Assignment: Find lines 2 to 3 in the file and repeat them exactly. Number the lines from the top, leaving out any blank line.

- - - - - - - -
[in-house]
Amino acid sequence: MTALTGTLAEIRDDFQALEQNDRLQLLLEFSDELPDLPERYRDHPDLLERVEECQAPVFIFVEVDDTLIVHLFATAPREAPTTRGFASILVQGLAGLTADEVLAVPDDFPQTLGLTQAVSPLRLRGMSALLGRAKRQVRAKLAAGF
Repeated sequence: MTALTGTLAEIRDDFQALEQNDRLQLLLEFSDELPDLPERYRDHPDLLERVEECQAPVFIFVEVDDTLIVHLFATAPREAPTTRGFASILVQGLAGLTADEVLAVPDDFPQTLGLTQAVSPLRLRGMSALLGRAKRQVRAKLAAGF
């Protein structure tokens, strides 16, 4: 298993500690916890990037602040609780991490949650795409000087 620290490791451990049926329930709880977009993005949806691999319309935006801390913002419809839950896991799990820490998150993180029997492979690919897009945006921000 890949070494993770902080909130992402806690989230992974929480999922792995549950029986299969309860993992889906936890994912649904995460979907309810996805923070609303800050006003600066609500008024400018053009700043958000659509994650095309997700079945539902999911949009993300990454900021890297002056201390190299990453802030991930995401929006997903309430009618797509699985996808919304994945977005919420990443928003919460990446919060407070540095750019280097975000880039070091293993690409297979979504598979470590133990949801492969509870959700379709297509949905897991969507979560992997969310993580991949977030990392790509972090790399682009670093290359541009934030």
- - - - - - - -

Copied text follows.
Amino acid sequence: MTALTGTLAEIRDDFQALEQNDRLQLLLEFSDELPDLPERYRDHPDLLERVEECQAPVFIFVEVDDTLIVHLFATAPREAPTTRGFASILVQGLAGLTADEVLAVPDDFPQTLGLTQAVSPLRLRGMSALLGRAKRQVRAKLAAGF
Repeated sequence: MTALTGTLAEIRDDFQALEQNDRLQLLLEFSDELPDLPERYRDHPDLLERVEECQAPVFIFVEVDDTLIVHLFATAPREAPTTRGFASILVQGLAGLTADEVLAVPDDFPQTLGLTQAVSPLRLRGMSALLGRAKRQVRAKLAAGF